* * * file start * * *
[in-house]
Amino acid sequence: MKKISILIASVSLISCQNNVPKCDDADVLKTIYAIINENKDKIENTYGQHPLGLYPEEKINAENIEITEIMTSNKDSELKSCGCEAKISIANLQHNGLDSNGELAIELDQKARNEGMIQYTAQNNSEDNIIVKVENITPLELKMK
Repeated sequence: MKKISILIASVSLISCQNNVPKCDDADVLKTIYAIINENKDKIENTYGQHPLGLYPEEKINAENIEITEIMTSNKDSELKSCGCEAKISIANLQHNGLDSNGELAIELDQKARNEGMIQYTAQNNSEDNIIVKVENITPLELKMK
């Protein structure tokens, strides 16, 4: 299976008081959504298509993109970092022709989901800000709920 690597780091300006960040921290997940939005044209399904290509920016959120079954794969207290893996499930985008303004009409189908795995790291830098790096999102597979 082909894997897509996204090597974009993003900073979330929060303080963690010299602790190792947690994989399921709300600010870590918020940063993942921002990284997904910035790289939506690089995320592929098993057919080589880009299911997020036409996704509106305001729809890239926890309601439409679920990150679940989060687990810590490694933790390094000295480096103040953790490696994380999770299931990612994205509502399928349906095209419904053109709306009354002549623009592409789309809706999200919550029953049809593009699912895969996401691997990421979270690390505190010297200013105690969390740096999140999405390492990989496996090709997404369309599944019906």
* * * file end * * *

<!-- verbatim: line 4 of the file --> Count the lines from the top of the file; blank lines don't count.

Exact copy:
């Protein structure tokens, strides 16, 4: 299976008081959504298509993109970092022709989901800000709920 690597780091300006960040921290997940939005044209399904290509920016959120079954794969207290893996499930985008303004009409189908795995790291830098790096999102597979 082909894997897509996204090597974009993003900073979330929060303080963690010299602790190792947690994989399921709300600010870590918020940063993942921002990284997904910035790289939506690089995320592929098993057919080589880009299911997020036409996704509106305001729809890239926890309601439409679920990150679940989060687990810590490694933790390094000295480096103040953790490696994380999770299931990612994205509502399928349906095209419904053109709306009354002549623009592409789309809706999200919550029953049809593009699912895969996401691997990421979270690390505190010297200013105690969390740096999140999405390492990989496996090709997404369309599944019906």